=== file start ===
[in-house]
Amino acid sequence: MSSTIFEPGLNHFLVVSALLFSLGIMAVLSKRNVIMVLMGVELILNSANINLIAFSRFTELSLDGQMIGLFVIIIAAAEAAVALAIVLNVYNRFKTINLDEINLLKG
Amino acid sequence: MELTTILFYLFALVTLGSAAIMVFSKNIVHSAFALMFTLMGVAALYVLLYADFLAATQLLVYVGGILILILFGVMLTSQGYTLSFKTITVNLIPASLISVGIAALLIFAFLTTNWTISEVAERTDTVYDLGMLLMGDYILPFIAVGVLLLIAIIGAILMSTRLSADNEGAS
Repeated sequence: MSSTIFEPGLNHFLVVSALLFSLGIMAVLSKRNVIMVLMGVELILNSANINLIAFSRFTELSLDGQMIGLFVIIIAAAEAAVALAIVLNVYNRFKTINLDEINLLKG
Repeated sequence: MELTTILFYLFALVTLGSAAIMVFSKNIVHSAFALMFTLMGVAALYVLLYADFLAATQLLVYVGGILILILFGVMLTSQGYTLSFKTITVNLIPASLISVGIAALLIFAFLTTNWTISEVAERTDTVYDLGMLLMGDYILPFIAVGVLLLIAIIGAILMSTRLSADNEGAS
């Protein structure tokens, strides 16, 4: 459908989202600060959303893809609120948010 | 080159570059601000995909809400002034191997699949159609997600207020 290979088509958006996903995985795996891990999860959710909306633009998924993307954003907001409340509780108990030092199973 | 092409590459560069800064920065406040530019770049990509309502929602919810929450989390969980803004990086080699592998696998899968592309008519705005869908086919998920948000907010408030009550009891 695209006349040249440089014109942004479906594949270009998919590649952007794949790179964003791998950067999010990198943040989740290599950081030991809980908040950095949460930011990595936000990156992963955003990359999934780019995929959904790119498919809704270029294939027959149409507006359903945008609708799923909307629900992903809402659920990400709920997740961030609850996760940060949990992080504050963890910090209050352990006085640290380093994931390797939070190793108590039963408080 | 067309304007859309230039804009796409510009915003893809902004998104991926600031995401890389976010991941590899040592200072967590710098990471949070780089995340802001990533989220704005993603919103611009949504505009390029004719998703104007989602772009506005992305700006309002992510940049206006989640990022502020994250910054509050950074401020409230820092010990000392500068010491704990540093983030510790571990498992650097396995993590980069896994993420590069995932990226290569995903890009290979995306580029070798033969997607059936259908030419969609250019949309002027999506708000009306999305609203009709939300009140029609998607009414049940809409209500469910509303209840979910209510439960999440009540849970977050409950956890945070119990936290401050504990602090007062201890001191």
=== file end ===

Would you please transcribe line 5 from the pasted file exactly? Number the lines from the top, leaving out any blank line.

Repeated sequence: MELTTILFYLFALVTLGSAAIMVFSKNIVHSAFALMFTLMGVAALYVLLYADFLAATQLLVYVGGILILILFGVMLTSQGYTLSFKTITVNLIPASLISVGIAALLIFAFLTTNWTISEVAERTDTVYDLGMLLMGDYILPFIAVGVLLLIAIIGAILMSTRLSADNEGAS